You can tell that “Icarus” is going to be unlike anything you’ve seen before around the point where the head of a Russian anti-doping laboratory appears, shirtless, on a video call to help American cyclist Bryan Fogel secretly dope his way through a race.
“There [was] a bromance,” Fogel told HuffPost about his friendship with the Russian researcher at the center of the new Netflix documentary.
As an amateur cyclist, Fogel idolized professionals such as Lance Armstrong only to watch their legacies fall apart through doping scandals. To illustrate how a cyclist could get away with such blatant cheating, Fogel teamed up with Dr. Grigory Rodchenkov, a charismatic and kooky character who coached him through drug tests as he aggressively doped. Rodchenkov’s participation, however, had to be done in secret, so he could keep his job running the anti-doping lab.
Much of the first part of “Icarus,” which debuts Friday, shows Fogel injecting himself with needle after needle, appearing to get stronger and stronger as he trains for his test race. When he eventually competes ― something he had done the year before, clean ― he gets a flat tire on the first day, seemingly wrecking his entire experiment.
“I simply had a literally, ‘Fuck, this movie is done,’ moment,” Fogel said. “Here in this moment at the end of this whole route, I would say was my lowest time. Which I didn’t tell my producers and my investors or my crew, but personally I was feeling that I was at a low moment.”
But then, as happens an increasingly unbelievable number of times throughout the story, things get much, much crazier.
“It was like peeling back layers of an onion,” Fogel said, “And every single day, you’re realizing that this is bigger and bigger and bigger and bigger and bigger than you even imagined.”
Unbeknownst to Fogel when he began filming, Rodchenkov had been orchestrating a widespread doping operation for Russian Olympic athletes. He specifically coordinated these efforts at the 2014 Winter Olympics in Sochi.
At the end of his doped race, Fogel felt his movie was a failure. But mere weeks later, he would come to learn what Rodchenkov had done. And his connection to the researcher allowed Fogel to shine a light on what he calls “the single biggest scandal in sport history and Olympic history.”
This was a daily feeling of life and death.
Bryan Fogel on the creation of “Icarus”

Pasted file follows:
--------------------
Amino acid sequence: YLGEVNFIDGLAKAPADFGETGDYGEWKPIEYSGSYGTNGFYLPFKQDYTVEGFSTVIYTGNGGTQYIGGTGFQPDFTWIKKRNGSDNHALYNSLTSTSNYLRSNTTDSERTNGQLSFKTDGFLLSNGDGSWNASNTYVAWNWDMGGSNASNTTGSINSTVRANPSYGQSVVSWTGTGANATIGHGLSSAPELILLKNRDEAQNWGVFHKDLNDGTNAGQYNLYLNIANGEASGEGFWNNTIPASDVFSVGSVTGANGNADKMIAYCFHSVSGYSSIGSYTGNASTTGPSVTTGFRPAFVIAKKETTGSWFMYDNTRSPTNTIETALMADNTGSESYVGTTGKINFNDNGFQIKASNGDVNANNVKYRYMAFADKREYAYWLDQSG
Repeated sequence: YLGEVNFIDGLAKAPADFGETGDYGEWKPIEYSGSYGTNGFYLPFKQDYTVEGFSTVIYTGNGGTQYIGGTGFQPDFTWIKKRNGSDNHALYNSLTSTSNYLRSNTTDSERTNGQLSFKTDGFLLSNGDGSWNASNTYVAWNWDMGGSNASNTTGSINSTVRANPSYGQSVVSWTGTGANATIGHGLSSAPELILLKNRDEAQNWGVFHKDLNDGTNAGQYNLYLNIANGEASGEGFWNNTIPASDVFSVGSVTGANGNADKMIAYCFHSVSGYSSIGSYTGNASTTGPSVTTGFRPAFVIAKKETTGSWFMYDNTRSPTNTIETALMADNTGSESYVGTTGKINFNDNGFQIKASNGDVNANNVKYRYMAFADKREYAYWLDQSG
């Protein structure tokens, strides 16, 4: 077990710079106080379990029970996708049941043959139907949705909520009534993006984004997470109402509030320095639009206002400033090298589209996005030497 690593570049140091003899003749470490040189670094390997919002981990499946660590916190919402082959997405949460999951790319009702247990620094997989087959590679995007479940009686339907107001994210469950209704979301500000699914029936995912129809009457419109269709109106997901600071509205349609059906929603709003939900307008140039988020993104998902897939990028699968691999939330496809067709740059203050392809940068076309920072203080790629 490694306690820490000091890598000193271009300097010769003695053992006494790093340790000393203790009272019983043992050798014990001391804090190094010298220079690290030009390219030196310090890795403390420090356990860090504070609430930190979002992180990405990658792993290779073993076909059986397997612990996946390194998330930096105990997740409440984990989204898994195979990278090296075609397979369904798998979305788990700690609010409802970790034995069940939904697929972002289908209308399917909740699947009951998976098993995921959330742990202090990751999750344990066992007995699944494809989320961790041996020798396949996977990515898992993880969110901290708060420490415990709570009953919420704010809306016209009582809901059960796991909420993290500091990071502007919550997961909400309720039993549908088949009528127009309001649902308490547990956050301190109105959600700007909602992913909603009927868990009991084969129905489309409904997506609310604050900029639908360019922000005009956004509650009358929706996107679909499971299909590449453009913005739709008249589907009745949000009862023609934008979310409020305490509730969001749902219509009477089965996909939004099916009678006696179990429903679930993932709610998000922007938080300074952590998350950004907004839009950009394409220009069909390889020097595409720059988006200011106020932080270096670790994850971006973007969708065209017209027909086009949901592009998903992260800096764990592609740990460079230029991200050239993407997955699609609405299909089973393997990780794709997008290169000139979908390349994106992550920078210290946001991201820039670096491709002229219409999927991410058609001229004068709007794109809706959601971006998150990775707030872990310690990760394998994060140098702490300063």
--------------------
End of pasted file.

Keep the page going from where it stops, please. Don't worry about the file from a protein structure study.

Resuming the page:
Fogel’s revelation came after discovering that World Anti-Doping Agency (WADA) investigators had been closing in on the Russians’ scheme, causing corruption-fueled upheaval at Rodchenkov’s lab.
“They released the findings of this investigation ― that is when I obviously had a startling revelation because I certainly didn’t understand the extent of his involvement at that point,” Fogel said. “And here he was essentially being called the ‘mastermind’ of this project. And 70 pages of this report is about him, but still, it was the smoking gun. There wasn’t blood and bodies and bullets at that point.”
So, after his first, failed race, Fogel’s “Icarus” becomes an amazing story about how Rodchenkov slowly came clean about his role in the doping scandal ― and the fallout he faced afterward.
Having come out of the shadows in the wake of the investigation, Rodchenkov started to feel unsafe in Russia. Fogel put him up in a Los Angeles safe house, and later, two of Rodchenkov’s Russian coworkers with knowledge of the scandal wound up dead in mysterious ways. Fogel remembered beginning to feel uneasy, himself.
“At some point, I realized that I’m essentially sitting on a nuclear bomb,” he said. Later, he recalled “a daily feeling of life and death.”
Some time afterward, the duo went to The New York Times with information on the full extent of Rodchenkov’s secrets, sharing many revelations that went beyond the initial WADA report. Rodchenkov became the source and center of a bombshell 2016 story about Russian state-run doping at the Olympics.
In “Icarus,” Rodchenkov claims that culpability for both the anti-doping program and the killings goes all the way up to Russian President Vladimir Putin. The administration has repeatedly denied any part.
Rodchenkov is now in a witness protection program.
Fogel remains frustrated that the Russian sports program ― and the government allegedly overseeing it ― have survived with only a mild slap on the wrist. Many Russian athletes were still allowed to compete in the 2016 Rio Olympic Games and other competitions.
“This has been proven beyond a reasonable doubt, scientifically, forensically, by documents, meta data, et cetera,” Fogel said. “And they’re still denying it. So I think it’s an amazing window into not only the Russian Ministry, but what is going on in our current world affairs.”
Perhaps doping is the focus of this movie, but it clearly also gives an amazing and rare insight into the innerworkings of Putin’s Russia. Paced like a thriller, “Icarus” is the rare documentary that’s both incredibly exciting to watch and helpful in understanding a deeply unsettling reality.
“Icarus” debuts on Netflix Aug. 4.